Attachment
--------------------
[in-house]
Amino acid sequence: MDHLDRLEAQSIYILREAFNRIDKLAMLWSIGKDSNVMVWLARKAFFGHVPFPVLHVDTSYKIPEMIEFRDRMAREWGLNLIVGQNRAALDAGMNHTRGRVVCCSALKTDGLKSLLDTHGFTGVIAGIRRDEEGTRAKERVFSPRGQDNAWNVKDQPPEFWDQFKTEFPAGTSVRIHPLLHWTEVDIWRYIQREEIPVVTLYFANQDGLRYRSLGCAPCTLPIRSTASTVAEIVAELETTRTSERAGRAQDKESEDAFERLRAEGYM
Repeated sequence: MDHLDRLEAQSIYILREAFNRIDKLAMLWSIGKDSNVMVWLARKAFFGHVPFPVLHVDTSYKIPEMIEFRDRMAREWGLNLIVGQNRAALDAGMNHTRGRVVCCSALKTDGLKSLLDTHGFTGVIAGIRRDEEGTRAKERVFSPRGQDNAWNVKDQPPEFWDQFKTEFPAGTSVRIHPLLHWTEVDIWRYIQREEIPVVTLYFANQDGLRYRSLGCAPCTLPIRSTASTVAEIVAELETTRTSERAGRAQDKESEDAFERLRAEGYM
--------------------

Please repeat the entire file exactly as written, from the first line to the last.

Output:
[in-house]
Amino acid sequence: MDHLDRLEAQSIYILREAFNRIDKLAMLWSIGKDSNVMVWLARKAFFGHVPFPVLHVDTSYKIPEMIEFRDRMAREWGLNLIVGQNRAALDAGMNHTRGRVVCCSALKTDGLKSLLDTHGFTGVIAGIRRDEEGTRAKERVFSPRGQDNAWNVKDQPPEFWDQFKTEFPAGTSVRIHPLLHWTEVDIWRYIQREEIPVVTLYFANQDGLRYRSLGCAPCTLPIRSTASTVAEIVAELETTRTSERAGRAQDKESEDAFERLRAEGYM
Repeated sequence: MDHLDRLEAQSIYILREAFNRIDKLAMLWSIGKDSNVMVWLARKAFFGHVPFPVLHVDTSYKIPEMIEFRDRMAREWGLNLIVGQNRAALDAGMNHTRGRVVCCSALKTDGLKSLLDTHGFTGVIAGIRRDEEGTRAKERVFSPRGQDNAWNVKDQPPEFWDQFKTEFPAGTSVRIHPLLHWTEVDIWRYIQREEIPVVTLYFANQDGLRYRSLGCAPCTLPIRSTASTVAEIVAELETTRTSERAGRAQDKESEDAFERLRAEGYM